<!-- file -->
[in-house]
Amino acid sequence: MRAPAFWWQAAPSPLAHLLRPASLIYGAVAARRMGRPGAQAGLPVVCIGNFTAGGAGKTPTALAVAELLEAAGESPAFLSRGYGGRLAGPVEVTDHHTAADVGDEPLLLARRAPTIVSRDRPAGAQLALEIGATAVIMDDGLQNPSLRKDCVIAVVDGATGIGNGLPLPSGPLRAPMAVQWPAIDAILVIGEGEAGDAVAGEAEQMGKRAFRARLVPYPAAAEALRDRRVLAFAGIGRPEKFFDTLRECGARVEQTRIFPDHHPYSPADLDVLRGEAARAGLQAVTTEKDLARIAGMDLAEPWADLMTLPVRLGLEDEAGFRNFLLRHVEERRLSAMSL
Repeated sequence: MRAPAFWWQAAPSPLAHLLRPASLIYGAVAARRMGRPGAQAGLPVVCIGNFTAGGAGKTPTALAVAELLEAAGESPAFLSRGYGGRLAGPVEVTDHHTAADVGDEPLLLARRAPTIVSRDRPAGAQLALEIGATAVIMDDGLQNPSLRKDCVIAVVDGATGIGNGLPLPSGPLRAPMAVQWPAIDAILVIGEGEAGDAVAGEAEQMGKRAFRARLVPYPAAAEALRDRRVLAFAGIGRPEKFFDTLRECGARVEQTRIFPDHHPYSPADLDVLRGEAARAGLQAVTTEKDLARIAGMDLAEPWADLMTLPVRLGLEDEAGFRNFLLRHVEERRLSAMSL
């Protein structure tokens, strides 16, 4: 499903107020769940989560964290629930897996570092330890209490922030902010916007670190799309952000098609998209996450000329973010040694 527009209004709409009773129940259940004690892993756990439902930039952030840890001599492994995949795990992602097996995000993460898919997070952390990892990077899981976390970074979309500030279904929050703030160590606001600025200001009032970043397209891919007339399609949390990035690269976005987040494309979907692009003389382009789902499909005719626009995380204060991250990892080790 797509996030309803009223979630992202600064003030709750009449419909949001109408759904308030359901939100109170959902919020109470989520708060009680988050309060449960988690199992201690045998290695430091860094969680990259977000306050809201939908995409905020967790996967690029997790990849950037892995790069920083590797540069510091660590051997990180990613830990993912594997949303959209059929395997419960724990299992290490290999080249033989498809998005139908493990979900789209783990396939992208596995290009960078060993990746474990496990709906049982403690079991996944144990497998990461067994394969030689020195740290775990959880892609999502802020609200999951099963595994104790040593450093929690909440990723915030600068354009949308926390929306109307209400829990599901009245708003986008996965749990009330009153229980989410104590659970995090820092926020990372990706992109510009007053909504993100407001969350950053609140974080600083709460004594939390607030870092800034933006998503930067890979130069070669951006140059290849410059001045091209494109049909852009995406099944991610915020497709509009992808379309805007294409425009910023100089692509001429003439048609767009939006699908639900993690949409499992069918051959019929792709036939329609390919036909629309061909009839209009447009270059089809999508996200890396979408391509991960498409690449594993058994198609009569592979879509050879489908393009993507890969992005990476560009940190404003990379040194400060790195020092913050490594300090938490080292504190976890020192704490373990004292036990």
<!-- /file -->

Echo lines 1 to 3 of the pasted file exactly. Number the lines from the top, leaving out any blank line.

[in-house]
Amino acid sequence: MRAPAFWWQAAPSPLAHLLRPASLIYGAVAARRMGRPGAQAGLPVVCIGNFTAGGAGKTPTALAVAELLEAAGESPAFLSRGYGGRLAGPVEVTDHHTAADVGDEPLLLARRAPTIVSRDRPAGAQLALEIGATAVIMDDGLQNPSLRKDCVIAVVDGATGIGNGLPLPSGPLRAPMAVQWPAIDAILVIGEGEAGDAVAGEAEQMGKRAFRARLVPYPAAAEALRDRRVLAFAGIGRPEKFFDTLRECGARVEQTRIFPDHHPYSPADLDVLRGEAARAGLQAVTTEKDLARIAGMDLAEPWADLMTLPVRLGLEDEAGFRNFLLRHVEERRLSAMSL
Repeated sequence: MRAPAFWWQAAPSPLAHLLRPASLIYGAVAARRMGRPGAQAGLPVVCIGNFTAGGAGKTPTALAVAELLEAAGESPAFLSRGYGGRLAGPVEVTDHHTAADVGDEPLLLARRAPTIVSRDRPAGAQLALEIGATAVIMDDGLQNPSLRKDCVIAVVDGATGIGNGLPLPSGPLRAPMAVQWPAIDAILVIGEGEAGDAVAGEAEQMGKRAFRARLVPYPAAAEALRDRRVLAFAGIGRPEKFFDTLRECGARVEQTRIFPDHHPYSPADLDVLRGEAARAGLQAVTTEKDLARIAGMDLAEPWADLMTLPVRLGLEDEAGFRNFLLRHVEERRLSAMSL